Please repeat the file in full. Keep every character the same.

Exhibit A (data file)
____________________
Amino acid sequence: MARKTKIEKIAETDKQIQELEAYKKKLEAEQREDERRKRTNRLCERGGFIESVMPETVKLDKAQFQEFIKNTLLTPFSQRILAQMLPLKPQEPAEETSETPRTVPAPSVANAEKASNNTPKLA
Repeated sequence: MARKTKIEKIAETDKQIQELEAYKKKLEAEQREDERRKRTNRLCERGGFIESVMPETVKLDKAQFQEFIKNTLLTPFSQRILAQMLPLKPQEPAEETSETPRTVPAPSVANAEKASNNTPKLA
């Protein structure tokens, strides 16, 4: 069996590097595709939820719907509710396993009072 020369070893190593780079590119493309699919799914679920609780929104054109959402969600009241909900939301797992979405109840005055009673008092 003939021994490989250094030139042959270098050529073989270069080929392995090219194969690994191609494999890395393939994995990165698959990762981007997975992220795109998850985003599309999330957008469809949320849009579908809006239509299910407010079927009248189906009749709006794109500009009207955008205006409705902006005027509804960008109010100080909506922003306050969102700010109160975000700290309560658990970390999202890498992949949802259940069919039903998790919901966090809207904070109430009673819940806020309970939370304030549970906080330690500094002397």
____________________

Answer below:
Amino acid sequence: MARKTKIEKIAETDKQIQELEAYKKKLEAEQREDERRKRTNRLCERGGFIESVMPETVKLDKAQFQEFIKNTLLTPFSQRILAQMLPLKPQEPAEETSETPRTVPAPSVANAEKASNNTPKLA
Repeated sequence: MARKTKIEKIAETDKQIQELEAYKKKLEAEQREDERRKRTNRLCERGGFIESVMPETVKLDKAQFQEFIKNTLLTPFSQRILAQMLPLKPQEPAEETSETPRTVPAPSVANAEKASNNTPKLA
């Protein structure tokens, strides 16, 4: 069996590097595709939820719907509710396993009072 020369070893190593780079590119493309699919799914679920609780929104054109959402969600009241909900939301797992979405109840005055009673008092 003939021994490989250094030139042959270098050529073989270069080929392995090219194969690994191609494999890395393939994995990165698959990762981007997975992220795109998850985003599309999330957008469809949320849009579908809006239509299910407010079927009248189906009749709006794109500009009207955008205006409705902006005027509804960008109010100080909506922003306050969102700010109160975000700290309560658990970390999202890498992949949802259940069919039903998790919901966090809207904070109430009673819940806020309970939370304030549970906080330690500094002397």